What donations tell us about … more donations
One of the most impressive trends over the past decade (and broadly, the past century) has been the rise of the NGO. In the 1990s they mushroomed like start-ups and attracted “social entrepreneurs.” The bigger shift today is that it’s no longer a person’s full-time job: now actual entrepreneurs toiling at start-ups have their own philanthropic gig on the side. A computer went from a 2-ton, $2 million, room-sized machine to a pocket-sized thing. So did non-profit organizations.
I recently scribbled a few thoughts about the data dimensions of responding to Japan’s crisis for The Economist’s website: “The information equation” on April 24th. I was impressed that a private-sector company was playing the role that a governmental organization or NGO might play. (It’s a Google.org project, to be exact.)
Among the things I learned was that Google collected $5.5 million in donations through its crisis-response page. A small but not insignificant haul. But it got me thinking. The world of BigData is about learning new things from information that is otherwise invisible to the naked eye. What could the donation data tell us about how to more effectively solicit charitable contributions? Specifically, as I wrote in the penultimate paragraph of the article:
The donation data may offer a chance to learn new things about how people contribute. For example, what is the average amount? Does it follow a standard normal deviation (ie, a “bell curve”) in which a few give a little and a lot, with the majority donating around $15? Or is it a power-law distribution, in which there are two or three extremely rich donors, a handful of generous ones, followed by a long tail of $2 contributions? Did they donate using PayPal or credit cards? What time of day do people give? Is it after they have read a news story or clicked a link within an e-mail? The information would help fundraisers tailor how to make their appeals. And the data can be broken down by country or even city via Internet Protocol addresses.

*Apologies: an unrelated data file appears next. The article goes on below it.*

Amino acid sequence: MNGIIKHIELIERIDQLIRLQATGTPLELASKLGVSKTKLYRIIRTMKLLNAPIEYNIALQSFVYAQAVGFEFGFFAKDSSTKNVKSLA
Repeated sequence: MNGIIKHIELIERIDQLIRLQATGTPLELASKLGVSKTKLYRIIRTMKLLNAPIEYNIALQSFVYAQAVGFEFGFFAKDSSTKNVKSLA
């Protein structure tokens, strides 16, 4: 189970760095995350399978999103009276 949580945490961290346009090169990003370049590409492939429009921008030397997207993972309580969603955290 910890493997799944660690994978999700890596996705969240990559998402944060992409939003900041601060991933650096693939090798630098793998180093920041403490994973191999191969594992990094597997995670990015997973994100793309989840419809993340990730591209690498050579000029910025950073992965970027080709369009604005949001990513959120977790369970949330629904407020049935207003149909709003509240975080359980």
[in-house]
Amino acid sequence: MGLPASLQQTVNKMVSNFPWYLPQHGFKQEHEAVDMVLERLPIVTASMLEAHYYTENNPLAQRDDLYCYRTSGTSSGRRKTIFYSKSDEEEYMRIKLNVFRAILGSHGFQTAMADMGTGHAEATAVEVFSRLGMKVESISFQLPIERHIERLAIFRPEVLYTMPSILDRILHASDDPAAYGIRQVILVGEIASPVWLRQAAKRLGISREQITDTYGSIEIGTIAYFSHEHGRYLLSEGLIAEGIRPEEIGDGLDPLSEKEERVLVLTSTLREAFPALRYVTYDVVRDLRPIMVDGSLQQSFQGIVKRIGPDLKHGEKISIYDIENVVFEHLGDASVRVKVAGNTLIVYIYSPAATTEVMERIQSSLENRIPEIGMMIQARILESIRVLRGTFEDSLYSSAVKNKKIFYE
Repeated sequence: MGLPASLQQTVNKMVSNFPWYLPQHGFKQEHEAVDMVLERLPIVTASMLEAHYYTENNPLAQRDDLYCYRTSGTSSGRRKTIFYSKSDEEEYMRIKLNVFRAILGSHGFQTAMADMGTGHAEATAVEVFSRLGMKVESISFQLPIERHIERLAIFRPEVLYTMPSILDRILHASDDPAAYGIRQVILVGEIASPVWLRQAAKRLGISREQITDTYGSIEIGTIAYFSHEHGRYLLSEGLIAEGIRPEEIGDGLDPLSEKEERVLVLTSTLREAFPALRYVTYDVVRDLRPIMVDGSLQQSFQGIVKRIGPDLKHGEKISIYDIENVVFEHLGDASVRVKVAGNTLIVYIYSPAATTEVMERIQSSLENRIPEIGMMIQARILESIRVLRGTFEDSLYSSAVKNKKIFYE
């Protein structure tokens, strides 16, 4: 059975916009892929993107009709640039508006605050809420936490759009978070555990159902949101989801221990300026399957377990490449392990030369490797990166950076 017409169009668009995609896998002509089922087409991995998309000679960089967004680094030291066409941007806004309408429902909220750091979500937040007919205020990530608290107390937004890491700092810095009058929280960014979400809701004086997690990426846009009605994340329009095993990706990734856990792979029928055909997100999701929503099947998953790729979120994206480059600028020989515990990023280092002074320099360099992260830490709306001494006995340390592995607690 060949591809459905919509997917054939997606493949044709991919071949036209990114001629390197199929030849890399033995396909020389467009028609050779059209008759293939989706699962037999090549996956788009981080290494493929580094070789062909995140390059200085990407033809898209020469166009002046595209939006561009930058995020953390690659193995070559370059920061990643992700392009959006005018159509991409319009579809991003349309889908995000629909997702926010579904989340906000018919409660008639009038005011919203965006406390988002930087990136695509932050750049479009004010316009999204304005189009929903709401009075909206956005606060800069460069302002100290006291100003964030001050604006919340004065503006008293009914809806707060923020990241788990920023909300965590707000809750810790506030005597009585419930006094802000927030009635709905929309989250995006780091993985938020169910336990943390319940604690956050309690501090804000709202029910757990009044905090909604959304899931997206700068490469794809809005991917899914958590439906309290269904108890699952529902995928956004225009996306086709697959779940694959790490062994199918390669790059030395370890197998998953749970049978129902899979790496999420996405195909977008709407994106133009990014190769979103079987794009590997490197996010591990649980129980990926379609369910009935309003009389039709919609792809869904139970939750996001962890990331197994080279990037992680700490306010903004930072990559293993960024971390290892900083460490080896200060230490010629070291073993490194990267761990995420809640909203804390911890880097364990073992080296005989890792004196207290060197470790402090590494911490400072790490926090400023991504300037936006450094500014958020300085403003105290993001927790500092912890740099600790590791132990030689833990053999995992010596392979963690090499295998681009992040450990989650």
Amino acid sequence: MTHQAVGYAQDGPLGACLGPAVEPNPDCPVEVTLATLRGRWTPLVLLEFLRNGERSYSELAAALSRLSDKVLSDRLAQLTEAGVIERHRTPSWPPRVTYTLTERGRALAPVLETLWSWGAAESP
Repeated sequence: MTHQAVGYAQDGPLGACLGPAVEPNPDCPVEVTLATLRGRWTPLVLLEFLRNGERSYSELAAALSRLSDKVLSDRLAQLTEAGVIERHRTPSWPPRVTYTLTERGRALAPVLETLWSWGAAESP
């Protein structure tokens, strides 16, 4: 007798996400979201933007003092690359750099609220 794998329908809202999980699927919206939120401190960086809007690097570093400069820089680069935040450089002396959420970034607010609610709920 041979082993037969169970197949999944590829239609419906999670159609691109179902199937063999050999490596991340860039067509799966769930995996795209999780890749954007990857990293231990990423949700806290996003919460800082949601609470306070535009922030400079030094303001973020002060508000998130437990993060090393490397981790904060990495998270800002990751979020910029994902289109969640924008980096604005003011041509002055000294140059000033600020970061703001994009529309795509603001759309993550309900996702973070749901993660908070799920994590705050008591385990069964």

I’ve asked Google’s hyper-helpful PR team to run the idea past their number-crunchers, to get access to the findings so I can write a story about this. It’s sort of like Google Flu Trends, but for charities. It would be highly valuable information for NGOs to know — particularly one that is dear to my heart, International Bridges to Justice (where I proudly serve on the board).